3 phases to effectively engaging newly acquired customers

Digital affords brands more opportunities to acquire new customers. But the speed at which you can acquire these customers must also be met with a readiness to deliver a compelling and consistent customer experience.  If you read my last article, your inbound acquisition efforts were hopefully successful. But once you acquire a new customer, how do you keep them and drive loyalty to your brand?

When you secure a new customer relationship, there are several important data tactics you need to implement to bond your customer to your brand through your marketing efforts. Let’s break these down into three phases:

Phase 1:  Build a rich customer profile

Understanding your new customer across all channels and touch points will help you more effectively reach them. This starts with understanding their path to purchase:

  • How did the customer come to know your brand (referrer owned/paid content), refer-a friend, others?
  • How did the customer navigate your website to make a purchase and what products did they browse before they purchased?
  • Did they browse online and then purchase in store?
  • Did a specific offer compel them to make a purchase?

Understanding these behaviors and the micro-decisions a consumer made on their path to purchase will allow you to better understand their future wants and needs.

As you build a profile about the consumer it is also important you get as much self-reported information from them as possible. Digital provides more opportunity and easier ways for you to accomplish this. For example, with e-receipts, purchase confirmation, or welcome email, ask your customer to fill out a profile via a customer preference center and provide a small incentive to do it.  Getting this information at the beginning of the relationship will be worth your investment. As you gather this information focus on the following areas and be direct:

  • Trying to gain an understanding of why the consumer made a purchase.
    • Was it for their own personal use or for a gift?
  • Are they a frequent category purchaser or less frequent?
  • Are there specific products or product categories they are most interested in?
  • Ask your customer how they would like to be communicated to, in what channel and how often.

Make sure you are ready to execute on these preferences or you risk damaging the customer relationship. Self-reported knowledge should be augmented by 3rd party data to enrich the profile and provide a wealth of additional information about consumers including demographic and psychographic insights.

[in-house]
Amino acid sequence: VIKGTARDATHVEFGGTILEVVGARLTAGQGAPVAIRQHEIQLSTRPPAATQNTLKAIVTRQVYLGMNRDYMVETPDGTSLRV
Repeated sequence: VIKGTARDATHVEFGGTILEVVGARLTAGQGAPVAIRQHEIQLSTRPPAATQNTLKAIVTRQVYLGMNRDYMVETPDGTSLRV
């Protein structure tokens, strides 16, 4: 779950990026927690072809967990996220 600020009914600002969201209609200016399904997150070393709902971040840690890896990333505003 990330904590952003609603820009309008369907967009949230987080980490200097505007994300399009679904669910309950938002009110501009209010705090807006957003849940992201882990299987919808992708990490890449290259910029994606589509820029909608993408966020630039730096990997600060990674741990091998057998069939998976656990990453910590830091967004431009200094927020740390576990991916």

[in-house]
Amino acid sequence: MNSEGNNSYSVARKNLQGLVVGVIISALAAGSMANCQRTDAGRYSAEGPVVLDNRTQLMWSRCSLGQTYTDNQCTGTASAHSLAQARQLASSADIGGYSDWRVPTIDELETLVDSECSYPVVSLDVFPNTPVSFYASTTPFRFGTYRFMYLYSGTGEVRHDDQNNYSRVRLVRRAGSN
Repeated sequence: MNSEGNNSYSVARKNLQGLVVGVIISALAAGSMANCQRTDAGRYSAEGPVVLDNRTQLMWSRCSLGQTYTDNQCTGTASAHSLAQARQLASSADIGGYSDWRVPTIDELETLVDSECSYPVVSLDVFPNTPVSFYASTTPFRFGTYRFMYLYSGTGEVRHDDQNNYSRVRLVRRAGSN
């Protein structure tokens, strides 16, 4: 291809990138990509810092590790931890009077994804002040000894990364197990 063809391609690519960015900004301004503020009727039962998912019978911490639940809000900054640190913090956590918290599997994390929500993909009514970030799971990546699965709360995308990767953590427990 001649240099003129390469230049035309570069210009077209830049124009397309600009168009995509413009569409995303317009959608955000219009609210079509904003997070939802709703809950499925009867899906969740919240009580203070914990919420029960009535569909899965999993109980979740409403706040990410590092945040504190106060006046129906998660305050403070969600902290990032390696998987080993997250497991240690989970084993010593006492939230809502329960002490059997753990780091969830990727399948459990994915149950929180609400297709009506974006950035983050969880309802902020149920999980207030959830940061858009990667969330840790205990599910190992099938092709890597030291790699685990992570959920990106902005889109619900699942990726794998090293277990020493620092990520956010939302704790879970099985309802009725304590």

Phase 2:  Act on the profile through 1:1 messaging and continue to enrich the profile

Based on the rich profile information you’ve gathered through self-reported information and/or data overlay, assign your customer to the appropriate segment and make sure they are part of a follow-up program that makes sense for them. Provide content that is relevant to that consumer – information about the product they purchased, complementary products, or new offers to incent repeat purchasing.

Messaging should be based on the rich profile data you’ve gathered in the first phase of this process. If a consumer makes additional purchases, incorporate that information, re-assign segments and refine your follow-up cadence. It is important your customer profiles are rich and ready to act on throughout the customer lifecycle.

Phase 3:  Refine the message

Over time, work to understand what incents this consumer to buy – and update their profile accordingly. Changing your content delivery and offer mix based on their purchasing patterns plus adjusting your communication stream will be key.

At this point, if you have a brand loyalist incent them to share your brand experience through refer friend programs and social shares. These loyalists are also a great group to reach with cross-sell and upsell communications.

If you have a lapsed customer, put them in win-back or suppressed segments to refine your messaging or eliminate communication costs.

These three phases are challenging for many organizations to succeed at but approaching them in phases can help you narrow your focus and scope of work to turn new customers to brand loyalists.